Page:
Thursday, February 1, 2018

Getting Data Out of the StatsStore

After the release of the Oracle Solaris 11.4 Beta and the post on the new observability features by James McPherson I've had a few folks ask me if it's possible to export the data from the StatsStore into a format like CSV (Comma-separated values) so they can easily import this into something like Excel.

The answer is: Yes

The main command to access the StatsStore through the CLI is sstore(1), which you can either use as a single command or you can use it as an interactive shell-like environment. For example to browse the statistics namespace. The other way to access the StatsStore is through the Oracle Solaris Dashboard through a browser, where you point to the system's IP address on port 6787. A third way to access the data is through the REST interface (which the Dashboard actually also using to get it's data) but this is something for a later post.

As James pointed out in his post you can use sstore(1) to list the currently available resources, and you can use export to pull data from one or more of those resources. And it's with this last option you can specify the format you want this data to be exported as. The default is tab separated:

demo@solaris-vbox:~$ sstore export -t 2018-02-01T06:47:00 -e 2018-02-01T06:52:00 -i 60 '//:class.cpu//:stat.usage'
TIME                VALUE IDENTIFIER
2018-02-01T06:47:00 20286401.157722 //:class.cpu//:stat.usage
2018-02-01T06:48:00 20345863.706499 //:class.cpu//:stat.usage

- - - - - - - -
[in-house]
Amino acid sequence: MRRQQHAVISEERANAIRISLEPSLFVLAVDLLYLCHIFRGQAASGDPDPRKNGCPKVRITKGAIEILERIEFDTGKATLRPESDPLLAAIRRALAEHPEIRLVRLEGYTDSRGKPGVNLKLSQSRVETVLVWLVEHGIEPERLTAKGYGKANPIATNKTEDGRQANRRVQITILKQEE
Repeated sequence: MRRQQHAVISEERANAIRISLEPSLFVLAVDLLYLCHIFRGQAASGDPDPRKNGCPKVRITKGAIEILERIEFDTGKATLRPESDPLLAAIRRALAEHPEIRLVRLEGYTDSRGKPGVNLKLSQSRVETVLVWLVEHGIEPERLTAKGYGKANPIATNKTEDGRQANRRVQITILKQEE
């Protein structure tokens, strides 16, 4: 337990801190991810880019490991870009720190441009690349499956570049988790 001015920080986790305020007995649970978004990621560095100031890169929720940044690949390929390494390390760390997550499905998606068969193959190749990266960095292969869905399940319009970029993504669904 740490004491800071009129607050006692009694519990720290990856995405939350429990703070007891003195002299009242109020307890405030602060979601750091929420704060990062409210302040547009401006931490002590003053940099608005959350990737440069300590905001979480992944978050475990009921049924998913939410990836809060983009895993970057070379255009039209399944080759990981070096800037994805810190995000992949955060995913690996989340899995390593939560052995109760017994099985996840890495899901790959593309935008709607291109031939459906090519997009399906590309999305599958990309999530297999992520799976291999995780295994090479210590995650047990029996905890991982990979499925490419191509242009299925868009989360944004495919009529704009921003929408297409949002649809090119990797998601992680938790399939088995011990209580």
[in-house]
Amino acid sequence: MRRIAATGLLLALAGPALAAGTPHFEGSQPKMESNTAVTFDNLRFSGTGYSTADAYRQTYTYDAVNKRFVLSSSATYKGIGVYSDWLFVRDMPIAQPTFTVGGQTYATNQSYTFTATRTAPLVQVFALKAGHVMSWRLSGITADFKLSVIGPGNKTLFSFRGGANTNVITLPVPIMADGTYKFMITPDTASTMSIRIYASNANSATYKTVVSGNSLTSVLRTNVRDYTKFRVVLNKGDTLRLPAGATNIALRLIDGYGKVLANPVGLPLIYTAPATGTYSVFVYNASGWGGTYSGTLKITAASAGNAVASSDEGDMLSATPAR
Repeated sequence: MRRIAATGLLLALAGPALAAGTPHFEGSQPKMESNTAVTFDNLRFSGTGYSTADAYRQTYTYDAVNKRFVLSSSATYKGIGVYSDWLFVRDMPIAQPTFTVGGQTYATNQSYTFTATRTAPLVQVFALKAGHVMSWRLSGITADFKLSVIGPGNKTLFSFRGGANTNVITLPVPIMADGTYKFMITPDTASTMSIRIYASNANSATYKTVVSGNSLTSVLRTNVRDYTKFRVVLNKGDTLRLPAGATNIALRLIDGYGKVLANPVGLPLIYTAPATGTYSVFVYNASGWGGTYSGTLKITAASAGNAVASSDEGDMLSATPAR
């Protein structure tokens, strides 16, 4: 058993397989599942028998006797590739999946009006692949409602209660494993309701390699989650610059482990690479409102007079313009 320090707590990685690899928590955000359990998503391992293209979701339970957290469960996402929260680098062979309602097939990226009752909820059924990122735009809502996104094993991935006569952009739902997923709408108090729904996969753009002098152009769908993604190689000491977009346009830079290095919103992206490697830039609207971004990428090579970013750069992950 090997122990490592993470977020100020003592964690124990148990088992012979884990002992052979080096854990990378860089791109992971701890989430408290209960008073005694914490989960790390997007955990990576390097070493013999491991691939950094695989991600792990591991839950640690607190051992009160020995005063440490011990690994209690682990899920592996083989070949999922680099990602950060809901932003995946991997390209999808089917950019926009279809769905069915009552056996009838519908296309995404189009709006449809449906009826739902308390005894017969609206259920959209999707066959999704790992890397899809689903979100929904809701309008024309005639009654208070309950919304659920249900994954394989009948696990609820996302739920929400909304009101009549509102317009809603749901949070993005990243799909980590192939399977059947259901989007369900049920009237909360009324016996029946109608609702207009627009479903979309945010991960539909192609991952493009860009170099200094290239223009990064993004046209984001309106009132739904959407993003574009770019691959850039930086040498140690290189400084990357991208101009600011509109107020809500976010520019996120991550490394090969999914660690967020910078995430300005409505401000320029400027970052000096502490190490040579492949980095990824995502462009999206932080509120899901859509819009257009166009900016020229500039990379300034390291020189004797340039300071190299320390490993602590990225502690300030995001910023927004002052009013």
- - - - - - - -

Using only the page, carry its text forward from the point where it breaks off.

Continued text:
2018-02-01T06:49:00 20405363.144286 //:class.cpu//:stat.usage
2018-02-01T06:50:00 20465694.085729 //:class.cpu//:stat.usage
2018-02-01T06:51:00 20525877.600447 //:class.cpu//:stat.usage
2018-02-01T06:52:00 20585941.862812 //:class.cpu//:stat.usage

But you can also get it in CSV:

demo@solaris-vbox:~$ sstore export -F csv -t 2018-02-01T06:47:00 -e 2018-02-01T06:52:00 -i 60 '//:class.cpu//:stat.usage'
time,//:class.cpu//:stat.usage
1517496420000000,20286401.157722
1517496480000000,20345863.706499
1517496540000000,20405363.144286
1517496600000000,20465694.085729
1517496660000000,20525877.600447
1517496720000000,20585941.862812

And in JSON:

demo@solaris-vbox:~$ sstore export -F json -t 2018-02-01T06:47:00 -e 2018-02-01T06:52:00 -i 60 '//:class.cpu//:stat.usage'
{
     "__version": 1,
     "data": [
          {
               "ssid": "//:class.cpu//:stat.usage",
               "records": [
                    {
                         "start-time": 1517496420000000,
                         "value": 20286401.157722
                    },
                    {
                         "start-time": 1517496480000000,
                         "value": 20345863.706498999
                    },
                    {
                         "start-time": 1517496540000000,
                         "value": 20405363.144285999
                    },
                    {
                         "start-time": 1517496600000000,
                         "value": 20465694.085728999
                    },
                    {
                         "start-time": 1517496660000000,
                         "value": 20525877.600446999
                    },
                    {
                         "start-time": 1517496720000000,
                         "value": 20585941.862812001
                    }
               ]
          }
     ]
}

Each of these have their own manual entries sstore.cvs(5) and sstore.json(5).

Now the question rises: How do you get something interesting/useful? Well, part of this is about learning what the StatsStore can gather for you and the types of tricks you can do with the data before you export it. This is where the Dashboard is a great learning guide. When you first log in you get a landing page very similar to this:

Note: The default install of Oracle Solaris won't have a valid cert and the browser will complain it's an untrusted connection. Because you know the system you can add an exception and connect.

Because this post is not about exploring the Dashboard but about exporting data I'll just focus on that. But by all means click around.